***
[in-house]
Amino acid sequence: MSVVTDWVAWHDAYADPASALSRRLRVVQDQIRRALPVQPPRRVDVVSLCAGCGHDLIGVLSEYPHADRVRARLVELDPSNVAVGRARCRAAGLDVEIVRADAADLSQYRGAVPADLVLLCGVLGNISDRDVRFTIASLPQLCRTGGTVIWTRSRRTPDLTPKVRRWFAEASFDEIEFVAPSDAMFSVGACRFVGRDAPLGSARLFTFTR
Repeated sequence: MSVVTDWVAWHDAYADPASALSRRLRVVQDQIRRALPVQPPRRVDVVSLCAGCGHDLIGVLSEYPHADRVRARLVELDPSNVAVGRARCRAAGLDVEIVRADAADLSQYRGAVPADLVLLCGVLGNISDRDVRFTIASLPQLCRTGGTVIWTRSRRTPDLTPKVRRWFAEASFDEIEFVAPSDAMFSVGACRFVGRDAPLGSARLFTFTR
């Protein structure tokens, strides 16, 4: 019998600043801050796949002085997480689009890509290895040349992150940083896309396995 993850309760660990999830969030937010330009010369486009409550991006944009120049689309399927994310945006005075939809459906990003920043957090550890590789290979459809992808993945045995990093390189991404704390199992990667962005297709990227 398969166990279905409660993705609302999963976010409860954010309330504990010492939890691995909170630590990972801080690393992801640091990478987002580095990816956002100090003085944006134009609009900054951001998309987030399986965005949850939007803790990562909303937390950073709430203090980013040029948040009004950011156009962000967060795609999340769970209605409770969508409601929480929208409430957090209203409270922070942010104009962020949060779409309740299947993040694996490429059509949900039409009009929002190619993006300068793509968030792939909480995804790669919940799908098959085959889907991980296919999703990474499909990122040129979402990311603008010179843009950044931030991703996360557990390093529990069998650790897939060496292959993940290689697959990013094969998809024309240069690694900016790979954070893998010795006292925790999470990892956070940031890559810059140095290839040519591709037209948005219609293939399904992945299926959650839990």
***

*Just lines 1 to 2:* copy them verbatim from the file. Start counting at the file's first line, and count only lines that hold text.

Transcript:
[in-house]
Amino acid sequence: MSVVTDWVAWHDAYADPASALSRRLRVVQDQIRRALPVQPPRRVDVVSLCAGCGHDLIGVLSEYPHADRVRARLVELDPSNVAVGRARCRAAGLDVEIVRADAADLSQYRGAVPADLVLLCGVLGNISDRDVRFTIASLPQLCRTGGTVIWTRSRRTPDLTPKVRRWFAEASFDEIEFVAPSDAMFSVGACRFVGRDAPLGSARLFTFTR